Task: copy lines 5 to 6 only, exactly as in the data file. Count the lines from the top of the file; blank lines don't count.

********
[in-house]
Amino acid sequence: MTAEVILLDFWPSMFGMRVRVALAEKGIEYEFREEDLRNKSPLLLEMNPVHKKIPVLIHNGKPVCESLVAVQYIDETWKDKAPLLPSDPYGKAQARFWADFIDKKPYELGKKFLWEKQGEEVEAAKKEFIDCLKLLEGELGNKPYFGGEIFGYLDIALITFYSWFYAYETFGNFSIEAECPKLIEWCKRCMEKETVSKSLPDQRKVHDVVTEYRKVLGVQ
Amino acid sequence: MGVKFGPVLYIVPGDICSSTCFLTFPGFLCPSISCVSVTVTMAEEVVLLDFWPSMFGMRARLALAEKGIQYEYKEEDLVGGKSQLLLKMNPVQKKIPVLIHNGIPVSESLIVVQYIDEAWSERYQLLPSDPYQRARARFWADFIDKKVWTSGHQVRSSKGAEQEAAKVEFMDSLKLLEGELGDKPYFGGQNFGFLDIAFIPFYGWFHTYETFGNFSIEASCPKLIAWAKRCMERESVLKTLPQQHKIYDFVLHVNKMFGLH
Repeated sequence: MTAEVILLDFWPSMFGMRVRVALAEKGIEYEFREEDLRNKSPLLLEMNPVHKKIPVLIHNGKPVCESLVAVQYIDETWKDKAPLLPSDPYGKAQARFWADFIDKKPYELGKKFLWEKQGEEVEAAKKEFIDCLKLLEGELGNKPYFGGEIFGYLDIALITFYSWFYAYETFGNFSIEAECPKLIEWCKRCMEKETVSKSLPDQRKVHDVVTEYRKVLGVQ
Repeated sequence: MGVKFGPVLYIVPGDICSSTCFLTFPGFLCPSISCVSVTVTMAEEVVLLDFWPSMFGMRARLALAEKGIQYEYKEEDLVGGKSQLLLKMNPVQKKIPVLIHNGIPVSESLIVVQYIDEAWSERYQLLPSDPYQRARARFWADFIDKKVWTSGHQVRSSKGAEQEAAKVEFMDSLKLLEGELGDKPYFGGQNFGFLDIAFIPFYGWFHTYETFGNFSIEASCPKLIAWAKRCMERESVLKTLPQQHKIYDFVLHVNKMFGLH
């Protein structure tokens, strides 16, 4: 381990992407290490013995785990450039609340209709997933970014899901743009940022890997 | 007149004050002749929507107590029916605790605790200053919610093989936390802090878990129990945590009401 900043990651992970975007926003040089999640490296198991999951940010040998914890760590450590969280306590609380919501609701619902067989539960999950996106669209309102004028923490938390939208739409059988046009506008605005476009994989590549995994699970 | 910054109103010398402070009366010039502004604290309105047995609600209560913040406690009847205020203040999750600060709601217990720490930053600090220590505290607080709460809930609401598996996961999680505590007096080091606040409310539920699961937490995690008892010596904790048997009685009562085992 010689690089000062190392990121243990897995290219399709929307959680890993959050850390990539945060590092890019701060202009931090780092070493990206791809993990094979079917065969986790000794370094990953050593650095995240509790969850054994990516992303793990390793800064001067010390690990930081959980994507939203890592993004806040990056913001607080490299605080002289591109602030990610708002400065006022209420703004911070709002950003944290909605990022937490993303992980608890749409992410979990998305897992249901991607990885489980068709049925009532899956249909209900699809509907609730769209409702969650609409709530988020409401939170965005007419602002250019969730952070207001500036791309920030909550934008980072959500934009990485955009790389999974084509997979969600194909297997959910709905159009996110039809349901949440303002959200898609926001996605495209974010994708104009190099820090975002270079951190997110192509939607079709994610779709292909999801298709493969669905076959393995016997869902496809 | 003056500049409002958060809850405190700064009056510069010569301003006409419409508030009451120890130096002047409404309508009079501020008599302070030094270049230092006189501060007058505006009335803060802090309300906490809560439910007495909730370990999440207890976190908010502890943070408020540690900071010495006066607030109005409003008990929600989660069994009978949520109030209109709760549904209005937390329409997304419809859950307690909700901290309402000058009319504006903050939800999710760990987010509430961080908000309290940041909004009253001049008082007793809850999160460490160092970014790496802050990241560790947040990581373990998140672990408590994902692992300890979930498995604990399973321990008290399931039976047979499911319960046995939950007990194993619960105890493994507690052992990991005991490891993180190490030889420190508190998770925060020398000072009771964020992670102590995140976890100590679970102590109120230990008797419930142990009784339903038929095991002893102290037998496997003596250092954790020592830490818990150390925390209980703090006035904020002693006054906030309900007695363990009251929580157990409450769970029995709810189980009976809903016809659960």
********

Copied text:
Repeated sequence: MGVKFGPVLYIVPGDICSSTCFLTFPGFLCPSISCVSVTVTMAEEVVLLDFWPSMFGMRARLALAEKGIQYEYKEEDLVGGKSQLLLKMNPVQKKIPVLIHNGIPVSESLIVVQYIDEAWSERYQLLPSDPYQRARARFWADFIDKKVWTSGHQVRSSKGAEQEAAKVEFMDSLKLLEGELGDKPYFGGQNFGFLDIAFIPFYGWFHTYETFGNFSIEASCPKLIAWAKRCMERESVLKTLPQQHKIYDFVLHVNKMFGLH
């Protein structure tokens, strides 16, 4: 381990992407290490013995785990450039609340209709997933970014899901743009940022890997 | 007149004050002749929507107590029916605790605790200053919610093989936390802090878990129990945590009401 900043990651992970975007926003040089999640490296198991999951940010040998914890760590450590969280306590609380919501609701619902067989539960999950996106669209309102004028923490938390939208739409059988046009506008605005476009994989590549995994699970 | 910054109103010398402070009366010039502004604290309105047995609600209560913040406690009847205020203040999750600060709601217990720490930053600090220590505290607080709460809930609401598996996961999680505590007096080091606040409310539920699961937490995690008892010596904790048997009685009562085992 010689690089000062190392990121243990897995290219399709929307959680890993959050850390990539945060590092890019701060202009931090780092070493990206791809993990094979079917065969986790000794370094990953050593650095995240509790969850054994990516992303793990390793800064001067010390690990930081959980994507939203890592993004806040990056913001607080490299605080002289591109602030990610708002400065006022209420703004911070709002950003944290909605990022937490993303992980608890749409992410979990998305897992249901991607990885489980068709049925009532899956249909209900699809509907609730769209409702969650609409709530988020409401939170965005007419602002250019969730952070207001500036791309920030909550934008980072959500934009990485955009790389999974084509997979969600194909297997959910709905159009996110039809349901949440303002959200898609926001996605495209974010994708104009190099820090975002270079951190997110192509939607079709994610779709292909999801298709493969669905076959393995016997869902496809 | 003056500049409002958060809850405190700064009056510069010569301003006409419409508030009451120890130096002047409404309508009079501020008599302070030094270049230092006189501060007058505006009335803060802090309300906490809560439910007495909730370990999440207890976190908010502890943070408020540690900071010495006066607030109005409003008990929600989660069994009978949520109030209109709760549904209005937390329409997304419809859950307690909700901290309402000058009319504006903050939800999710760990987010509430961080908000309290940041909004009253001049008082007793809850999160460490160092970014790496802050990241560790947040990581373990998140672990408590994902692992300890979930498995604990399973321990008290399931039976047979499911319960046995939950007990194993619960105890493994507690052992990991005991490891993180190490030889420190508190998770925060020398000072009771964020992670102590995140976890100590679970102590109120230990008797419930142990009784339903038929095991002893102290037998496997003596250092954790020592830490818990150390925390209980703090006035904020002693006054906030309900007695363990009251929580157990409450769970029995709810189980009976809903016809659960």